In some quarters of the professional foreign policy establishment, a notion is taking hold that a rising China is destined to become the world’s dominant power and that the best hope for America is to “manage national decline.”
This view is heartily endorsed by Chinese President Xi Jinping. In a 2021 speech celebrating the centennial of the Chinese Communist Party, Mr. Xi boasted of how the party had “transformed the future of the Chinese people and nation.” Now, “China’s national rejuvenation has become a historical inevitability,” he said.
For all of Mr. Xi’s chest-thumping, however, China is not invincible, nor is its path to dominance preordained. Mr. Xi might be on the verge of making a strategic mistake that could cost him his dictatorship, and that path to self-destruction goes right through the Kremlin.
Mr. Xi has two choices: Let Vladimir Putin fall or prop him up and risk an economic war with the West that China cannot win. Neither choice is palatable, and the budding disaster is of his own making. He tied himself to the dictator’s mast alongside Mr. Putin, declaring a “limitless friendship, a relationship that cannot be compared with anything in the world” in the weeks leading up to Russia’s invasion of Ukraine. Mr. Xi also pledged his regime — already reeling from COVID-19 and Western technology sanctions — to economic and political war with the U.S. and the West over Mr. Putin’s megalomania.
But Mr. Xi cannot win an economic war with the Organization for Economic Cooperation and Development, no matter how much globalization has tied the world economy together.
As Mr. Putin suffered devastating losses on the battlefield, Mr. Xi picked the anniversary of the invasion to stand with his vassal partner. He fears the fall of Mr. Putin’s gangster state and the emergence, still a long shot given Russian history, of a pro-European government in Moscow — an event that by itself would end Mr. Xi’s plans to rewrite the global playbook by destroying the American-centered democratic and rules-based order.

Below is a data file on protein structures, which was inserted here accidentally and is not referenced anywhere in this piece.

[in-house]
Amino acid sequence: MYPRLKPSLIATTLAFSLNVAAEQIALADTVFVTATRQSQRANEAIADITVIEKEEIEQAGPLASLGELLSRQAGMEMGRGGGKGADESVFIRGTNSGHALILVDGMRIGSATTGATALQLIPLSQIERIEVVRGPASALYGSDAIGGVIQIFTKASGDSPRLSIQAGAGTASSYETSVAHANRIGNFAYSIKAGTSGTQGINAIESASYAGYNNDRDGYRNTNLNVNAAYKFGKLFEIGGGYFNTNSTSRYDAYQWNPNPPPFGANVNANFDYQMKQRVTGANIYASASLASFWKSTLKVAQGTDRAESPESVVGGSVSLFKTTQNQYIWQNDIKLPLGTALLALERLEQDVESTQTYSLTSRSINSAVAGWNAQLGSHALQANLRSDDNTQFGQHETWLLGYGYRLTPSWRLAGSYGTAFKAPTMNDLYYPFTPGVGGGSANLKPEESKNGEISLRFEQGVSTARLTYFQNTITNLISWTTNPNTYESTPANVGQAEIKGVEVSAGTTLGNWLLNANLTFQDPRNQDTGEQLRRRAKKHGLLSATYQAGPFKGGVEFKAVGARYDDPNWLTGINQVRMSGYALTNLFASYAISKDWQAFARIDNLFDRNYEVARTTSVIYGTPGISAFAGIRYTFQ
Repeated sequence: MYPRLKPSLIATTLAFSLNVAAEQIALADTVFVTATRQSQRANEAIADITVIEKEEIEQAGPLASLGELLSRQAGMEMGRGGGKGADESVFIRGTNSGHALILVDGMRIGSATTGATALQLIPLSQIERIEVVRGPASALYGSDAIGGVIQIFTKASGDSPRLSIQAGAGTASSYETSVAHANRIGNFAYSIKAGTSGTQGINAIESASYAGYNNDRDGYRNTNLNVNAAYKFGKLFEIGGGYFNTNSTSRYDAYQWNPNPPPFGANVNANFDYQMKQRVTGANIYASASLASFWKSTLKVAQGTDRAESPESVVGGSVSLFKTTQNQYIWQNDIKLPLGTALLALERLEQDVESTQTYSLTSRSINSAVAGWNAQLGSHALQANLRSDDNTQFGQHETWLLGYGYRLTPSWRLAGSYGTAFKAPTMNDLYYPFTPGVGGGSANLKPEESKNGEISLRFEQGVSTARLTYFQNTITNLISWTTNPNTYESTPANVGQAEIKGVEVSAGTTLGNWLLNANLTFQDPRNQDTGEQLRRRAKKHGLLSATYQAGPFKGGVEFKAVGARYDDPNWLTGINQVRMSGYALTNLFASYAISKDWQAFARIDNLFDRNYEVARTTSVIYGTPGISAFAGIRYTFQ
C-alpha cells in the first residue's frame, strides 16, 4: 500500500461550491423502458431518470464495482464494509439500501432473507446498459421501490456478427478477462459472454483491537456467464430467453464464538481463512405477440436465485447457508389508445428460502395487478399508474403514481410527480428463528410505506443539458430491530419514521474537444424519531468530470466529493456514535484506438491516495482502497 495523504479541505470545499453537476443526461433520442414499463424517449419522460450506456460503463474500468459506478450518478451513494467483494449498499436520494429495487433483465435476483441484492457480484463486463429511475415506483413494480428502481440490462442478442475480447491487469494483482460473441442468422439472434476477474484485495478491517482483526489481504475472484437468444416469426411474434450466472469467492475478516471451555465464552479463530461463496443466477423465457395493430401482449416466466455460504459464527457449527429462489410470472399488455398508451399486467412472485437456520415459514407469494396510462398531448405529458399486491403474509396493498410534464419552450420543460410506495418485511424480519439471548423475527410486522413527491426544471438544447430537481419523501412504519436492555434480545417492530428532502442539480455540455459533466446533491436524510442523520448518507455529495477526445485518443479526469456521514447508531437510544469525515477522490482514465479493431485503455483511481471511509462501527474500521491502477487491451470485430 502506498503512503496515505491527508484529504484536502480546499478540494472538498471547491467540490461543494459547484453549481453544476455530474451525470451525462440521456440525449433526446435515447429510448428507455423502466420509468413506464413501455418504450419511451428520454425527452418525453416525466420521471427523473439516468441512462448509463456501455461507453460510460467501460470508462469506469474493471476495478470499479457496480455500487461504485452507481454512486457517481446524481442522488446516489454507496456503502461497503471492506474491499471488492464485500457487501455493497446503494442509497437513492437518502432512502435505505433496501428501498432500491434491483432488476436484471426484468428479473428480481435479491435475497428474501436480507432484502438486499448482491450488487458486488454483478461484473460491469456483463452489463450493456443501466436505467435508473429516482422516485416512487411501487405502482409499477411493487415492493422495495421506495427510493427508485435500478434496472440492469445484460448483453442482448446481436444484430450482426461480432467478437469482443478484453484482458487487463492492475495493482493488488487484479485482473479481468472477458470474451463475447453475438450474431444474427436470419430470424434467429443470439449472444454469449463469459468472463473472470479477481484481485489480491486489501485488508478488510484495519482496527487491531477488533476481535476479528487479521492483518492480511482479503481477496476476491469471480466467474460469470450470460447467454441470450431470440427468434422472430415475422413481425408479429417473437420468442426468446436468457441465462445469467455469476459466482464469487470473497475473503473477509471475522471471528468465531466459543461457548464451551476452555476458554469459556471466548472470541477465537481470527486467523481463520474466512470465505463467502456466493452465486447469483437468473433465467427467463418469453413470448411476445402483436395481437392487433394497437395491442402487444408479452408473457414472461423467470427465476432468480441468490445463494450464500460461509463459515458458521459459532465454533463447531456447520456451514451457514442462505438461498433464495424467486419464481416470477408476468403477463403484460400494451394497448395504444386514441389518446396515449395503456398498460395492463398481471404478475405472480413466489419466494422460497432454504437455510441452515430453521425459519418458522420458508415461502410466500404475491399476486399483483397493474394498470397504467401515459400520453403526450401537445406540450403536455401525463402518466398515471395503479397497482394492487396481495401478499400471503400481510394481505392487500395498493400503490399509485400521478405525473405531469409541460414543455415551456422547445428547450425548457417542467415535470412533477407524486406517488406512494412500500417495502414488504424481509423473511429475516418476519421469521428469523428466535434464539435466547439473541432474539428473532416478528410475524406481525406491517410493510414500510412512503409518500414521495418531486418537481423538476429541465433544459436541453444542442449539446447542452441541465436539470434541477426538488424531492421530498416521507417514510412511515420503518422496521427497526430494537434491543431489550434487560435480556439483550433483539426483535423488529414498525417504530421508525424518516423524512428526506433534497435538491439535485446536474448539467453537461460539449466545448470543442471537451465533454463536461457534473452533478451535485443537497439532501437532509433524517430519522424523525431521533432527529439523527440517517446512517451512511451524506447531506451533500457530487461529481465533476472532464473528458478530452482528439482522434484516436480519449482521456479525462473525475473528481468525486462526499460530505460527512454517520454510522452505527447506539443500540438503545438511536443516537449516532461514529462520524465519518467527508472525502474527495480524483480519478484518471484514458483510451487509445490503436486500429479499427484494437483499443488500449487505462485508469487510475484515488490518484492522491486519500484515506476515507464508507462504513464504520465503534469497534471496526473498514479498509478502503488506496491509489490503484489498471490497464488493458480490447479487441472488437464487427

Rescuing Russia commits Beijing to, according to the Daily Telegraph’s Ambrose Evans Pritchard, “a vast open-ended commitment along the lines of FDR’s Lend-Lease for Britain … and guarantees a world historical confrontation with the democracies and the international economic system.”
Secretary of State Antony Blinken announced that Mr. Xi is preparing to open the military and economic spigots. It may be part of a diplomatic ruse to persuade the weaker players in the anti-Putin coalition — Germany, France and Italy — to urge peace talks before Mr. Putin suffers more defeats on the battlefield. Yet it is still a dangerous play.
The CCP after Mao has always been cautious. Many within its leadership see the partnership with Mr. Putin as hurting China’s image and risking Beijing’s future economic development. Under Mr. Xi, the economic revolution wrought by Deng Xiaoping is over, replaced by the rebirth of massive, inefficient state economic enterprises.
Mr. Xi has misjudged the power of the West and put China on the wrong end of high-tech economic sanctions that China has no internal means of overcoming. The combined navies and merchant services of the West still control the energy and mineral shipping lanes that China must use to survive. Through his questionable decisions, he has awakened a slumbering Japanese military giant and forced the Philippines and other more passive neighbors to seek the protection of a U.S.-led alliance.
The hard men in the Forbidden City know their communist history and remember what happened when Nikita Khrushchev’s adventurism forced his ouster by Leonid Brezhnev in 1964. I suspect that many of them are studying up on that lesson and understand that if the Putin dalliance fails, Mr. Xi might be its greatest casualty.
• Robert Wilkie served in the Trump administration as the 10th secretary of veterans affairs and as undersecretary of defense for personnel and readiness. He currently serves as distinguished fellow at the Center for American Security at the America First Policy Institute.